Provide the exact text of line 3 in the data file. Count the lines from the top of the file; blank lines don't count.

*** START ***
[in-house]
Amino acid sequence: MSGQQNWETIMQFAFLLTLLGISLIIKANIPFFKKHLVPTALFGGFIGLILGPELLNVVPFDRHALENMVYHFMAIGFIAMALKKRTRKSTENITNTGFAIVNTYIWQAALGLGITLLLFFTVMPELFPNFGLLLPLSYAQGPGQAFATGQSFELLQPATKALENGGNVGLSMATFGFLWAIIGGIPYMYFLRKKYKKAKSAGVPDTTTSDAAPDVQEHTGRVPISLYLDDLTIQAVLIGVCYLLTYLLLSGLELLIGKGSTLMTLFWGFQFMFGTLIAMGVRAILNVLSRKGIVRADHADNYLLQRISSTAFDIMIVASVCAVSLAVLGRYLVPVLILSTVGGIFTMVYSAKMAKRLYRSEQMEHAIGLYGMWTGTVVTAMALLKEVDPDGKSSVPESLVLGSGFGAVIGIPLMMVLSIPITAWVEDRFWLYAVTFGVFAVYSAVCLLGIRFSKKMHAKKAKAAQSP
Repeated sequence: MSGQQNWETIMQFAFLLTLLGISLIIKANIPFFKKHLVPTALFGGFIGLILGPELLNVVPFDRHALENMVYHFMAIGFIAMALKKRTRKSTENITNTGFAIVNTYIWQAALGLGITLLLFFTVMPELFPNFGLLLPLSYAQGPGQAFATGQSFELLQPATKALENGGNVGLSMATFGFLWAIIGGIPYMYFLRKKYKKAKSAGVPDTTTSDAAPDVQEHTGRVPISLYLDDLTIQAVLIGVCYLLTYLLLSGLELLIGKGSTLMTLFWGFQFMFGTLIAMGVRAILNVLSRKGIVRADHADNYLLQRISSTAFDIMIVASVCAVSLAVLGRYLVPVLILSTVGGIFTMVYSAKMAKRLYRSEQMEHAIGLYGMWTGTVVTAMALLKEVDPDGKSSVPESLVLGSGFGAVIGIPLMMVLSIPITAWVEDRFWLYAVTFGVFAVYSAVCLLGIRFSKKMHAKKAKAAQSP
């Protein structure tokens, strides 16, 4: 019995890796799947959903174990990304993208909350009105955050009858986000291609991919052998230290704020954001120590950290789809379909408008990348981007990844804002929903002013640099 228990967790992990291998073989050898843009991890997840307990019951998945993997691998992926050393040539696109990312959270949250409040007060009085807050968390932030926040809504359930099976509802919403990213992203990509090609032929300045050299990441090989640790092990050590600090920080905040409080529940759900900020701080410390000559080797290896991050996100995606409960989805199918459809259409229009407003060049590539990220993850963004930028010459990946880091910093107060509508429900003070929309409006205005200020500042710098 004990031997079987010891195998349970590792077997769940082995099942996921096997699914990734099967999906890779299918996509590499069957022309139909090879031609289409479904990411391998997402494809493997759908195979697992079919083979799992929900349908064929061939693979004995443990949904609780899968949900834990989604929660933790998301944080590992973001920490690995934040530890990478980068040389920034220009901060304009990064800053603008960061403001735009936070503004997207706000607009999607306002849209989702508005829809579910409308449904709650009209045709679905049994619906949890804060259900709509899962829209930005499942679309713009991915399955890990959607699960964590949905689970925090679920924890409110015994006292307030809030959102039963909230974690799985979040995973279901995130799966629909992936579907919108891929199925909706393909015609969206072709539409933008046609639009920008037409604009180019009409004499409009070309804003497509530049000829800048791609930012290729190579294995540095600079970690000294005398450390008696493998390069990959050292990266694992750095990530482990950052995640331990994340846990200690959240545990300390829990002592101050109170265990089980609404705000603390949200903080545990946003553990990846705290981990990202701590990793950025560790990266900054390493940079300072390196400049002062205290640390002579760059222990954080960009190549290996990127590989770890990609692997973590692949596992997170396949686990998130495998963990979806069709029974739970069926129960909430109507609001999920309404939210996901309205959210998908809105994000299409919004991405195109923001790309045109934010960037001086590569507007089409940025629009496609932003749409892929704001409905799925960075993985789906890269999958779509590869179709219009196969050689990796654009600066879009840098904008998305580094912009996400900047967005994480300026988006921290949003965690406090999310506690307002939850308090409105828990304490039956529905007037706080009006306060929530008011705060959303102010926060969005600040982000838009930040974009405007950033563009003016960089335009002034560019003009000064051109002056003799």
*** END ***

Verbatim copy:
Repeated sequence: MSGQQNWETIMQFAFLLTLLGISLIIKANIPFFKKHLVPTALFGGFIGLILGPELLNVVPFDRHALENMVYHFMAIGFIAMALKKRTRKSTENITNTGFAIVNTYIWQAALGLGITLLLFFTVMPELFPNFGLLLPLSYAQGPGQAFATGQSFELLQPATKALENGGNVGLSMATFGFLWAIIGGIPYMYFLRKKYKKAKSAGVPDTTTSDAAPDVQEHTGRVPISLYLDDLTIQAVLIGVCYLLTYLLLSGLELLIGKGSTLMTLFWGFQFMFGTLIAMGVRAILNVLSRKGIVRADHADNYLLQRISSTAFDIMIVASVCAVSLAVLGRYLVPVLILSTVGGIFTMVYSAKMAKRLYRSEQMEHAIGLYGMWTGTVVTAMALLKEVDPDGKSSVPESLVLGSGFGAVIGIPLMMVLSIPITAWVEDRFWLYAVTFGVFAVYSAVCLLGIRFSKKMHAKKAKAAQSP